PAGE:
I’m not being morbid. I’m honestly curious.
Up until a few months ago, I didn’t give it much thought either.
One of my heroes crossed the finish line into Heaven.
Okay, so that you know, I have not become preoccupied with death.
I’ve become obsessed with legacy. With HOW I’m living my life. With what message I am leaving behind for others carry on; with being intentional about sharing Christ’s message with those God places in my life.
All during Tom’s visitation and homecoming service, I looked around at the incredible number of people impacted by his purposeful life. I listened to stories of how he loved others well. How he helped, blessed, encouraged, and mentored countless people with his positive attitude, passion for Jesus, and compulsion to share the Gospel.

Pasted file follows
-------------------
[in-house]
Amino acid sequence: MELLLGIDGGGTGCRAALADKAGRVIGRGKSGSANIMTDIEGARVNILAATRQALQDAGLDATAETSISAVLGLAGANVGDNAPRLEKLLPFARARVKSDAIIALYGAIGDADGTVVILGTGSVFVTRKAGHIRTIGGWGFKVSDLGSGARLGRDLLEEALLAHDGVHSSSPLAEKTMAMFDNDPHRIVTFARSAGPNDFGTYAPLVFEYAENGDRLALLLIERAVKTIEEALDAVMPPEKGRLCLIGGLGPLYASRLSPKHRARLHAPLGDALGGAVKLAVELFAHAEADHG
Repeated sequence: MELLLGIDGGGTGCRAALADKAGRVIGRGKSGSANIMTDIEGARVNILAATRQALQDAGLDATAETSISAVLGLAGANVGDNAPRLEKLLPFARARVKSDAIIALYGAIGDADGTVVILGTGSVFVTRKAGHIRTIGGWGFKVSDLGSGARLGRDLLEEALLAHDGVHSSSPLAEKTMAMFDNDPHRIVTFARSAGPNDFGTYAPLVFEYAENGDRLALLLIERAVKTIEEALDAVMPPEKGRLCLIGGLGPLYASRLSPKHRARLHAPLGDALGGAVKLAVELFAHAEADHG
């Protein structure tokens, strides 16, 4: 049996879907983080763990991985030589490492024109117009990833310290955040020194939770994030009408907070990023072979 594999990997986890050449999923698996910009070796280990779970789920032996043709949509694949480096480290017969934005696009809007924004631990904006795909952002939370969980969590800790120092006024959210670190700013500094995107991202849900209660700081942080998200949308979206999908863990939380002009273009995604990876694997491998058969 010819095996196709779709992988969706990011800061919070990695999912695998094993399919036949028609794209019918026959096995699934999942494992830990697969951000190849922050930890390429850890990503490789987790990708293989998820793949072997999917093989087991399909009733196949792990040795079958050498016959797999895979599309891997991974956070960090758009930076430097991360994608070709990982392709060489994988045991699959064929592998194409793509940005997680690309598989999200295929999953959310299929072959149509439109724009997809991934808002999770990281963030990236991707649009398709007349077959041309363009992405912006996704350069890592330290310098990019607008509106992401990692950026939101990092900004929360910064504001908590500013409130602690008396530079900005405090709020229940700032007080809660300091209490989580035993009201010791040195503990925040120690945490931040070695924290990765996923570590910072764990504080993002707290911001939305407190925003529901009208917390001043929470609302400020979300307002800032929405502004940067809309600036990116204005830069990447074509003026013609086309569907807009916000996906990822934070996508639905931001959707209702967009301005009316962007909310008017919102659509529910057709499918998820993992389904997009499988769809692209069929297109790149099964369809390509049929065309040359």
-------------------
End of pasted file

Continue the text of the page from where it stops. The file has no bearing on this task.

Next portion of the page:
After I said goodbye to this incredible man, God and I started talking about my call and purpose and how I’m living my life to fulfill them. We discussed what I am doing well and what needs improvement. What demands change and elimination.
I feel the significance of His imperative to carry on Tom’s legacy in the areas He’s called me to serve—writing, mentoring, teaching, and (*gulp) speaking.
I feel the weight of Tom’s baton in my hand, and I hear God whisper to my heart—RUN!
What I do and don’t do reflects on Him and His Kingdom because I am His as is my purpose! And it’s essential that I fulfill my purpose with excellence because it affects the passing of the baton to the next person. My movements, choices, and commitment set the next runner up for success or failure. They will either start their race with my momentum or be hindered and behind by having to create their own. What is a tremendous responsibility!
So now, as I embark on this mission with renewed fervor, people’s epithets in Scripture stop me in my tracks.